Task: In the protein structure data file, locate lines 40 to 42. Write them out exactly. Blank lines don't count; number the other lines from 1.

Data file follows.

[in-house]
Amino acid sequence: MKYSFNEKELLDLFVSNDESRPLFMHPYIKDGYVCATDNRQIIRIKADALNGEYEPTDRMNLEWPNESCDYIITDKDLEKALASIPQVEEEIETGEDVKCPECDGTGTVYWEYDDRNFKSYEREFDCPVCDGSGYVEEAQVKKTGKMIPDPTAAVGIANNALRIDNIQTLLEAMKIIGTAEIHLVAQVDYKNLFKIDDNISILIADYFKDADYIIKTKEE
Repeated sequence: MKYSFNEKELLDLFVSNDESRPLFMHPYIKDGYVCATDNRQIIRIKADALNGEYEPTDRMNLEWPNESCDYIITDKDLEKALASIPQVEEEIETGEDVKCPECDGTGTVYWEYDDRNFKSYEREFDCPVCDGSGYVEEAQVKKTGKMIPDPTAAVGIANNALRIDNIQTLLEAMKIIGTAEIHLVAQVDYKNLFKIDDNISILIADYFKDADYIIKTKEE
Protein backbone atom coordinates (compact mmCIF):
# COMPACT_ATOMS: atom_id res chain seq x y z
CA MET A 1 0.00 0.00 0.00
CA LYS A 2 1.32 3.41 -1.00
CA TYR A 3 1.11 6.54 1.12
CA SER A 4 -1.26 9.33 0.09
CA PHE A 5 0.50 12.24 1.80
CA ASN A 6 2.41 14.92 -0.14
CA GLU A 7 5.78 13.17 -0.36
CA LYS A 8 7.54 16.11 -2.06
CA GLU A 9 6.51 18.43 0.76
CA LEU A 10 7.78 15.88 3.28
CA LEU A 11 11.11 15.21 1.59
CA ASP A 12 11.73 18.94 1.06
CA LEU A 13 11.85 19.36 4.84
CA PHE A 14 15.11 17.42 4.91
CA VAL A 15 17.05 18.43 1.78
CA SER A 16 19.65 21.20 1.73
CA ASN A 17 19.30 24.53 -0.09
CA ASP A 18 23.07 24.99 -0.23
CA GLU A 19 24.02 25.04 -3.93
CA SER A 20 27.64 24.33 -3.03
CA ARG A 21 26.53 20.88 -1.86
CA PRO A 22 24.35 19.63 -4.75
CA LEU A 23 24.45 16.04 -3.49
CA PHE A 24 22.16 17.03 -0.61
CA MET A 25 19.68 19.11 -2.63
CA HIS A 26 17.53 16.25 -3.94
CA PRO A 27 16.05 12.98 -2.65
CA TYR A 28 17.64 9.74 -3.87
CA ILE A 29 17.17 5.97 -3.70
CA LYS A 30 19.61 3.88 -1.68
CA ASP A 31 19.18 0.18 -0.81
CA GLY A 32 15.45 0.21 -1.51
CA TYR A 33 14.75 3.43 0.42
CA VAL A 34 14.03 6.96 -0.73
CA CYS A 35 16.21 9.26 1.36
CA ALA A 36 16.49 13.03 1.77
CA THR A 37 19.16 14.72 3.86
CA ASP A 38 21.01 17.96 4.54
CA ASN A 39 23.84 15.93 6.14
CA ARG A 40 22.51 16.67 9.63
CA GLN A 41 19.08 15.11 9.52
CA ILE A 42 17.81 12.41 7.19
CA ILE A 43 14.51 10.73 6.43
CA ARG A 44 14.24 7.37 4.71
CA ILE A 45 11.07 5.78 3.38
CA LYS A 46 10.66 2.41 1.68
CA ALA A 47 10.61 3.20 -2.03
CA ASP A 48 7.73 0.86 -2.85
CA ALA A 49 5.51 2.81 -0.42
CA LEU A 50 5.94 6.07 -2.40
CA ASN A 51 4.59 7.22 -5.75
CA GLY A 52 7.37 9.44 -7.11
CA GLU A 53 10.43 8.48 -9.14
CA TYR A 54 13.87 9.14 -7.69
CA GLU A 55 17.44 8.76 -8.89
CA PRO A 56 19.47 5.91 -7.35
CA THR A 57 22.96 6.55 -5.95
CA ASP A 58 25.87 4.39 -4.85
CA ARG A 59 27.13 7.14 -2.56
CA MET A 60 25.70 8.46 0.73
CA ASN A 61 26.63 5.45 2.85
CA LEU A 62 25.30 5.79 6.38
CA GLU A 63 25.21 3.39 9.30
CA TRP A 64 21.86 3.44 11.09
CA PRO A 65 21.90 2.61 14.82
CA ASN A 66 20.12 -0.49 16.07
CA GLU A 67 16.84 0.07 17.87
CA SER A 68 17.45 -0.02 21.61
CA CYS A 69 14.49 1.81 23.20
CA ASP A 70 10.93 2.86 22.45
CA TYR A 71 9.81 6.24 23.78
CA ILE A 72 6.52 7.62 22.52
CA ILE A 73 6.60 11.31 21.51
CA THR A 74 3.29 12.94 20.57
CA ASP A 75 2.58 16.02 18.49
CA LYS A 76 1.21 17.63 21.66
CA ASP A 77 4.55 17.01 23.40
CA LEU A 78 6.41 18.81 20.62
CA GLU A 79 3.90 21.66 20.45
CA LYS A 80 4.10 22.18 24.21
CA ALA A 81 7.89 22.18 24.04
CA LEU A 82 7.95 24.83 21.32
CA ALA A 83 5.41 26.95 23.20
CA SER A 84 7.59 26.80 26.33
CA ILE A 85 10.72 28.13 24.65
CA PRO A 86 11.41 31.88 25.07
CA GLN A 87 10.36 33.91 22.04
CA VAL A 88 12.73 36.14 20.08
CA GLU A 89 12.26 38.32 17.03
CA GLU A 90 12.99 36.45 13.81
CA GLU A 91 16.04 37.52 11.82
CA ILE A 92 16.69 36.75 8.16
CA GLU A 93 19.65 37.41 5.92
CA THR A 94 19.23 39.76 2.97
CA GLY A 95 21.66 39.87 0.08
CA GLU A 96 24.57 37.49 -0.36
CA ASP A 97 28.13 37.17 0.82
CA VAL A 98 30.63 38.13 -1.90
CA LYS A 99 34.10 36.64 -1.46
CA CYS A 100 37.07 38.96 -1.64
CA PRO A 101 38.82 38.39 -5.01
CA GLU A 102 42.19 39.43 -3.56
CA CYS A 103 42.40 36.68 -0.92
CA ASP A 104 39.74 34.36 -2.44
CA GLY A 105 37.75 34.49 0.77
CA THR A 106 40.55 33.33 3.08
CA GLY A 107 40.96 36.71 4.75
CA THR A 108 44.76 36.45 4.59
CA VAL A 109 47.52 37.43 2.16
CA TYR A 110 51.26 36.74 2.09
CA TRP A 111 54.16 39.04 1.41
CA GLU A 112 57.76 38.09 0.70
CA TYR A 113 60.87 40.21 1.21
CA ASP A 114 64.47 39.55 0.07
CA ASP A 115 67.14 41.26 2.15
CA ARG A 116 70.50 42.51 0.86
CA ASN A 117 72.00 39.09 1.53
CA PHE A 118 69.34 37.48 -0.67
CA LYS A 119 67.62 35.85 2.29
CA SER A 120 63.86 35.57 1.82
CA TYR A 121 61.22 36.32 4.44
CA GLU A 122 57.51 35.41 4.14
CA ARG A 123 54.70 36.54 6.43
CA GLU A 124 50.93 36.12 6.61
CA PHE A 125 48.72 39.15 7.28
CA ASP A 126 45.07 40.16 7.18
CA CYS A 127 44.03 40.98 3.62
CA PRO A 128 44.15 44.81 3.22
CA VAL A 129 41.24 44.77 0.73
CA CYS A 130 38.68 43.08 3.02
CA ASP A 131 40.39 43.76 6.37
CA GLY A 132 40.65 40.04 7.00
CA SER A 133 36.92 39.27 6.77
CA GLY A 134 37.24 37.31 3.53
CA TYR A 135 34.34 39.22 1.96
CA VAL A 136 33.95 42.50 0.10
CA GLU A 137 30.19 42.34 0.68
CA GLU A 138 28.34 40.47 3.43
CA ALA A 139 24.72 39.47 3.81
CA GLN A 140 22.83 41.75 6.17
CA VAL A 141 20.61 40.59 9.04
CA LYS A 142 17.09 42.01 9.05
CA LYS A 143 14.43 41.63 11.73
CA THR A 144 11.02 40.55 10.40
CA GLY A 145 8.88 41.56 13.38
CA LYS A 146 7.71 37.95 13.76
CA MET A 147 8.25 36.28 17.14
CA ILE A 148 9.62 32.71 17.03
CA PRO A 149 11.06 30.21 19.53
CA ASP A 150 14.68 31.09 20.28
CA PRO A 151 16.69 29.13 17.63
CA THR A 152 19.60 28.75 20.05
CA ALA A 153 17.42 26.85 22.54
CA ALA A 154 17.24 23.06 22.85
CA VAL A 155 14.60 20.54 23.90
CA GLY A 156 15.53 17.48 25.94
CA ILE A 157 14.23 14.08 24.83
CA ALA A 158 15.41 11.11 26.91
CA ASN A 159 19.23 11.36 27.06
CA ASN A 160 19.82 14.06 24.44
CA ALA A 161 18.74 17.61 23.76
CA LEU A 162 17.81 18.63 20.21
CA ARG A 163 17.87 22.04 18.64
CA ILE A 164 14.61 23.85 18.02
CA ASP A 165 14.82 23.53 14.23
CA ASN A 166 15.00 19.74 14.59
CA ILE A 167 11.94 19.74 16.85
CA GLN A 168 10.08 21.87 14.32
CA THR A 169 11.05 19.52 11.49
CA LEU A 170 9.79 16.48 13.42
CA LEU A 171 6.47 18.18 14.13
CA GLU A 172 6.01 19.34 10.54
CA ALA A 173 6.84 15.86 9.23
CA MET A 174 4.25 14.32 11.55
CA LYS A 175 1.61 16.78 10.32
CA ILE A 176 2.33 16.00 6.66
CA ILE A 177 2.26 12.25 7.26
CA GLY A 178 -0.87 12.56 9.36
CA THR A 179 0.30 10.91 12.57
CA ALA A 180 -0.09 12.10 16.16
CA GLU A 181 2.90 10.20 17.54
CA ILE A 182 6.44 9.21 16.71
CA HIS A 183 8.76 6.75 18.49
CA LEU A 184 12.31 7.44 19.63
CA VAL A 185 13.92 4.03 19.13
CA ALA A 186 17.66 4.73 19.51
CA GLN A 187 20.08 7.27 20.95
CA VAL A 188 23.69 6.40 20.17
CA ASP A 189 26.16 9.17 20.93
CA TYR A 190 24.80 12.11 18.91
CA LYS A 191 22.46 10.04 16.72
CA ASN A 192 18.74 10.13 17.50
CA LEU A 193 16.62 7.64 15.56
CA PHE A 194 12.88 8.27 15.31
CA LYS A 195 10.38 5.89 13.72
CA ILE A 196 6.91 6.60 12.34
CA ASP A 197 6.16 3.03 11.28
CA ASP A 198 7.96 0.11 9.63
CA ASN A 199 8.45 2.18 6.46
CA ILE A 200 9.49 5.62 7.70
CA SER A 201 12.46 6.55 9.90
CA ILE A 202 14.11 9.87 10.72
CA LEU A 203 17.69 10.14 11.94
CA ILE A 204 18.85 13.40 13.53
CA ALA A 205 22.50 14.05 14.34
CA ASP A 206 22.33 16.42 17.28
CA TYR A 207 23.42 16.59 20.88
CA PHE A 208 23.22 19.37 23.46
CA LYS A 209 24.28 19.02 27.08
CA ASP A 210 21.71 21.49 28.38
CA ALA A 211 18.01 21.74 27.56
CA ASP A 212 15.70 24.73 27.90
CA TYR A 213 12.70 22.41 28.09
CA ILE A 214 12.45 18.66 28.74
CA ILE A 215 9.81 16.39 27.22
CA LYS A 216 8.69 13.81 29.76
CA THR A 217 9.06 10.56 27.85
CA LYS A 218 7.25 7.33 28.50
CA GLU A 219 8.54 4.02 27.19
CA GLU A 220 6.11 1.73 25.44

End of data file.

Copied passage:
CA CYS A 35 16.21 9.26 1.36
CA ALA A 36 16.49 13.03 1.77
CA THR A 37 19.16 14.72 3.86